In the 8 wastes of lean, Knowledge waste is alternately described as unused creativity, under-utilized people, not engaging all, non-utilized talents, and untapped human potential.  DDO’s are committed to developing employees so that their potential can be developed and fully tapped to benefit both the individual and the organization.  Whether accomplished through formal training or through a reflective, iterative process, the result is a happier and more productive employee.  In fact, DDO’s recognize that creating a no-blame culture where inadequacies are continuously and systematically reviewed as part of the work is in itself a waste-elimination effort since employees don’t have to spend time and energy “covering their weaknesses and inadequacies” and “managing others’ good impression of them.” (Kegan, et al., 2014)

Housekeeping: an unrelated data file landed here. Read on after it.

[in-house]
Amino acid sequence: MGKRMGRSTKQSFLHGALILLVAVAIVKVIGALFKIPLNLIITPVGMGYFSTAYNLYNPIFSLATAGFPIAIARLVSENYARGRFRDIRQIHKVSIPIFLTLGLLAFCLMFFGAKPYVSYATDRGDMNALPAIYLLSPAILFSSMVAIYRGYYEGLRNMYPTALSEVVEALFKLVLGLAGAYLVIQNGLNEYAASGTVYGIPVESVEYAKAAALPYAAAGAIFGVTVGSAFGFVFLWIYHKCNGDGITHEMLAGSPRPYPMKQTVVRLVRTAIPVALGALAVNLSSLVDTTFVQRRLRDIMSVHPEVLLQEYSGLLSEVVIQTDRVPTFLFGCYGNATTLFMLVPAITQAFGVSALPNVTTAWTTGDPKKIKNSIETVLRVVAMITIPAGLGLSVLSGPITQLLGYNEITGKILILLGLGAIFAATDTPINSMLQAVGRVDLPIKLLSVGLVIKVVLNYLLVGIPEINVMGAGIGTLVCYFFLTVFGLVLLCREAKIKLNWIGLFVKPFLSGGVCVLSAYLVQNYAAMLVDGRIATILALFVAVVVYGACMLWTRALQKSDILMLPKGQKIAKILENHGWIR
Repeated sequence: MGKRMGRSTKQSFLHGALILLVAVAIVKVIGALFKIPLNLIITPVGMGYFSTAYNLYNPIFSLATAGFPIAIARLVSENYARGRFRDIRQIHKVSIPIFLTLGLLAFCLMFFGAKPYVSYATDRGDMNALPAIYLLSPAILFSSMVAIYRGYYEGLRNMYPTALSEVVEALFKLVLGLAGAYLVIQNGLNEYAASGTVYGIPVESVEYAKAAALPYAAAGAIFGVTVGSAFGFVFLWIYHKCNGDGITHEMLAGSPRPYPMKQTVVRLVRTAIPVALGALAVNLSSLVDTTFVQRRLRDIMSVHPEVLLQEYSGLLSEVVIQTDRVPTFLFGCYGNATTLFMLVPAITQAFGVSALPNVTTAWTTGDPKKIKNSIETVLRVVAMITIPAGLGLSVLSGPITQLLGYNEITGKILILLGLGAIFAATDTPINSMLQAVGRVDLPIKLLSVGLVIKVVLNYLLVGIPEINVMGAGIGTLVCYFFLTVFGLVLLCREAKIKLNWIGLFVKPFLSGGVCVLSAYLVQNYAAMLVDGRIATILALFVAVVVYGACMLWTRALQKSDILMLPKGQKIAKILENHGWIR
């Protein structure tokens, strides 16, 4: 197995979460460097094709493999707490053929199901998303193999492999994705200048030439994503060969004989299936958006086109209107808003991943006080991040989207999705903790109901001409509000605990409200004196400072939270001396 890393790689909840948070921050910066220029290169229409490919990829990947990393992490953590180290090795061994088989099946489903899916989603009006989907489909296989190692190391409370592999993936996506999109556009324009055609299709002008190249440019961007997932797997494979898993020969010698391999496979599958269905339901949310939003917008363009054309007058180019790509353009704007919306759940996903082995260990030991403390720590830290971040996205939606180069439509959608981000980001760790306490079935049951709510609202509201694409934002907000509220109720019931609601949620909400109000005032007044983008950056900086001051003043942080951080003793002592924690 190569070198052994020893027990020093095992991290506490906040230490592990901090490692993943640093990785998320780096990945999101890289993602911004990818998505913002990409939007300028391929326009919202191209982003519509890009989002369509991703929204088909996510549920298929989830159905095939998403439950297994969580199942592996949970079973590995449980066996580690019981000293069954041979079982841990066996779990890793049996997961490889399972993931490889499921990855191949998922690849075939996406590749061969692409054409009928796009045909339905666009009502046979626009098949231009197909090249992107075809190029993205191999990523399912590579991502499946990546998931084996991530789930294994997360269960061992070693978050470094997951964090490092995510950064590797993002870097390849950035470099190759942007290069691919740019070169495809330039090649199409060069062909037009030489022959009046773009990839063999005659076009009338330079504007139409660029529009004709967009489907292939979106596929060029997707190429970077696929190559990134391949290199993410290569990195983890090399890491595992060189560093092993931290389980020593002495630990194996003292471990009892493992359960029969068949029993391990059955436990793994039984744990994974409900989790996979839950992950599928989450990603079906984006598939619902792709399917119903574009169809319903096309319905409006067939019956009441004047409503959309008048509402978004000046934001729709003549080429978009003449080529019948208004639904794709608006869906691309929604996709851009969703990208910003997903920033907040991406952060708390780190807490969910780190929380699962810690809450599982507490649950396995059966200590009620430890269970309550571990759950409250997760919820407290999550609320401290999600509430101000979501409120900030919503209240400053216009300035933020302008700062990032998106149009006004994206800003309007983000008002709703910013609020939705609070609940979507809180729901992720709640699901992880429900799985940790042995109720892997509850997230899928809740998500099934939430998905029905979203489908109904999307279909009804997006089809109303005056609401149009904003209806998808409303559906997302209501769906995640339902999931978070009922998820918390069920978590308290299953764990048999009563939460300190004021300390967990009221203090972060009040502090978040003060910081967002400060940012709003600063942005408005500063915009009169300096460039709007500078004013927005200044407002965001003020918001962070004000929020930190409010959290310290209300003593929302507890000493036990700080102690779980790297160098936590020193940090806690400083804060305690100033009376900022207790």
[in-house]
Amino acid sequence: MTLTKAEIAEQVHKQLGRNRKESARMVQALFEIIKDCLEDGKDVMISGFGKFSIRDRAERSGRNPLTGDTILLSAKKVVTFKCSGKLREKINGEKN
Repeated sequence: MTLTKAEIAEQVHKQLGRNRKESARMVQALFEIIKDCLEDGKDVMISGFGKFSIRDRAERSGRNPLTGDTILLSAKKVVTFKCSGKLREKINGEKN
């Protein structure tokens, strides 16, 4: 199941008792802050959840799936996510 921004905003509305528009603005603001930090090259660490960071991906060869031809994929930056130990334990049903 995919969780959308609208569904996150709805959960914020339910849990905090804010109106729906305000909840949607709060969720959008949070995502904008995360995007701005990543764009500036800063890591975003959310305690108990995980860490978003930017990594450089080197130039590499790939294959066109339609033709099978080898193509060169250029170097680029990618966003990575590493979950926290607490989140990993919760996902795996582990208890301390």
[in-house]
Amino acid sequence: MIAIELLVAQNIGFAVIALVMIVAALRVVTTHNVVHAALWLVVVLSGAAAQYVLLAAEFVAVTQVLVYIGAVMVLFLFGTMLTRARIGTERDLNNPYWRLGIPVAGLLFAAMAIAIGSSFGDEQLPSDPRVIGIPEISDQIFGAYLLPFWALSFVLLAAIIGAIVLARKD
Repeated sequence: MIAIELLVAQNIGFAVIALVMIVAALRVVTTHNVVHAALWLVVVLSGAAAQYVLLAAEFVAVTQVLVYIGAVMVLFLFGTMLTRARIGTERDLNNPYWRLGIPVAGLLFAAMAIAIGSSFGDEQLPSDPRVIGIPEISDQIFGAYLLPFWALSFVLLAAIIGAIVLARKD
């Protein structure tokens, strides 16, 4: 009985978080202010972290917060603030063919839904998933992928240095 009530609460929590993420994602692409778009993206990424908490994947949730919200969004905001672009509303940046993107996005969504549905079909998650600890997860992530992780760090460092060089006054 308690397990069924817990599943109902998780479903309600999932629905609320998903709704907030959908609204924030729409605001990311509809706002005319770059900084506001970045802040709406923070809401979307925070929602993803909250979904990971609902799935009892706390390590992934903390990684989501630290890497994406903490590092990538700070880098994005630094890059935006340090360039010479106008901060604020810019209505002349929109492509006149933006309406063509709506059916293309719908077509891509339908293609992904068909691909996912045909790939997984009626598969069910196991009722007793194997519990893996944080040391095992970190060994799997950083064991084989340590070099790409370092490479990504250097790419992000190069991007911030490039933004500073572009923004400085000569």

DDO’s approach individual inadequacies as potential assets that have not yet been fully developed.  By putting people first, the respect and commitment shown by prioritizing development and dealing with it in a transparent manner helps to eliminate wasted knowledge and wasted time covering up shortcomings.  Is your organization on its way to becoming a DDO or do you need to shift some mental models and behavioral practices to get there?


Carroll, R. (n.d.). Lean thinking for small business – Add value!  The Systems Thinker Blog.  Box Theory. [web log].  (Accessed February 18, 2014).  Retrieved from:

Kegan, R., Lahey, L., and Fleming, A., (2014, January 22).  Does your company make you a better person?  HBR Blog Network.  Harvard Business Review.  Retrieved from:

The Juran Trilogy

Posted by meganj under Lean Thinking